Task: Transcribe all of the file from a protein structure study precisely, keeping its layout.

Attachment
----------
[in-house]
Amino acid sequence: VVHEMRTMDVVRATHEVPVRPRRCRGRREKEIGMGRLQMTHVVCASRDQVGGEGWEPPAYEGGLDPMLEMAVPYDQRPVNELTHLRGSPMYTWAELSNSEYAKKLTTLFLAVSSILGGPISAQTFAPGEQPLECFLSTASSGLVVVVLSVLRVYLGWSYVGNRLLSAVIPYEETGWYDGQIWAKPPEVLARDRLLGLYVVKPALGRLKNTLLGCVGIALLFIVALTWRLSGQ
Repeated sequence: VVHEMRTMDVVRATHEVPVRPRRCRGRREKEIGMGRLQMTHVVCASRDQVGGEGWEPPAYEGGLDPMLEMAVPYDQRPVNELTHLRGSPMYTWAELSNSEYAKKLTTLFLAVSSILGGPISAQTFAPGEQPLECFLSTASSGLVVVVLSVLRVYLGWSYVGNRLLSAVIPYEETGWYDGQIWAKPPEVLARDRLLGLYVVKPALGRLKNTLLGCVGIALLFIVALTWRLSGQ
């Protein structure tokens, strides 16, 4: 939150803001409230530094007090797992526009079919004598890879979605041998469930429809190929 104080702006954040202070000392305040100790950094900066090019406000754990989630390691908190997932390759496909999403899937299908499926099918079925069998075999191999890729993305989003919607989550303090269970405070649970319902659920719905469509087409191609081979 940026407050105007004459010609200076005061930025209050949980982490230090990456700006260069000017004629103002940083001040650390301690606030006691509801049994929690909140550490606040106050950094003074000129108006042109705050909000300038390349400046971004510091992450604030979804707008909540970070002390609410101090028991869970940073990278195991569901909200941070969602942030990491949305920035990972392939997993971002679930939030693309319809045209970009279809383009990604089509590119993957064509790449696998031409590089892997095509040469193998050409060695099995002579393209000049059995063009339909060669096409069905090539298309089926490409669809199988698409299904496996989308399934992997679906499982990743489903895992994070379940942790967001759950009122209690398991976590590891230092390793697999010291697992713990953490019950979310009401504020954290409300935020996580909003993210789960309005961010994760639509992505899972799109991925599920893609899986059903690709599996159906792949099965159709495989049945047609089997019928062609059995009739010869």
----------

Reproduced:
[in-house]
Amino acid sequence: VVHEMRTMDVVRATHEVPVRPRRCRGRREKEIGMGRLQMTHVVCASRDQVGGEGWEPPAYEGGLDPMLEMAVPYDQRPVNELTHLRGSPMYTWAELSNSEYAKKLTTLFLAVSSILGGPISAQTFAPGEQPLECFLSTASSGLVVVVLSVLRVYLGWSYVGNRLLSAVIPYEETGWYDGQIWAKPPEVLARDRLLGLYVVKPALGRLKNTLLGCVGIALLFIVALTWRLSGQ
Repeated sequence: VVHEMRTMDVVRATHEVPVRPRRCRGRREKEIGMGRLQMTHVVCASRDQVGGEGWEPPAYEGGLDPMLEMAVPYDQRPVNELTHLRGSPMYTWAELSNSEYAKKLTTLFLAVSSILGGPISAQTFAPGEQPLECFLSTASSGLVVVVLSVLRVYLGWSYVGNRLLSAVIPYEETGWYDGQIWAKPPEVLARDRLLGLYVVKPALGRLKNTLLGCVGIALLFIVALTWRLSGQ
């Protein structure tokens, strides 16, 4: 939150803001409230530094007090797992526009079919004598890879979605041998469930429809190929 104080702006954040202070000392305040100790950094900066090019406000754990989630390691908190997932390759496909999403899937299908499926099918079925069998075999191999890729993305989003919607989550303090269970405070649970319902659920719905469509087409191609081979 940026407050105007004459010609200076005061930025209050949980982490230090990456700006260069000017004629103002940083001040650390301690606030006691509801049994929690909140550490606040106050950094003074000129108006042109705050909000300038390349400046971004510091992450604030979804707008909540970070002390609410101090028991869970940073990278195991569901909200941070969602942030990491949305920035990972392939997993971002679930939030693309319809045209970009279809383009990604089509590119993957064509790449696998031409590089892997095509040469193998050409060695099995002579393209000049059995063009339909060669096409069905090539298309089926490409669809199988698409299904496996989308399934992997679906499982990743489903895992994070379940942790967001759950009122209690398991976590590891230092390793697999010291697992713990953490019950979310009401504020954290409300935020996580909003993210789960309005961010994760639509992505899972799109991925599920893609899986059903690709599996159906792949099965159709495989049945047609089997019928062609059995009739010869």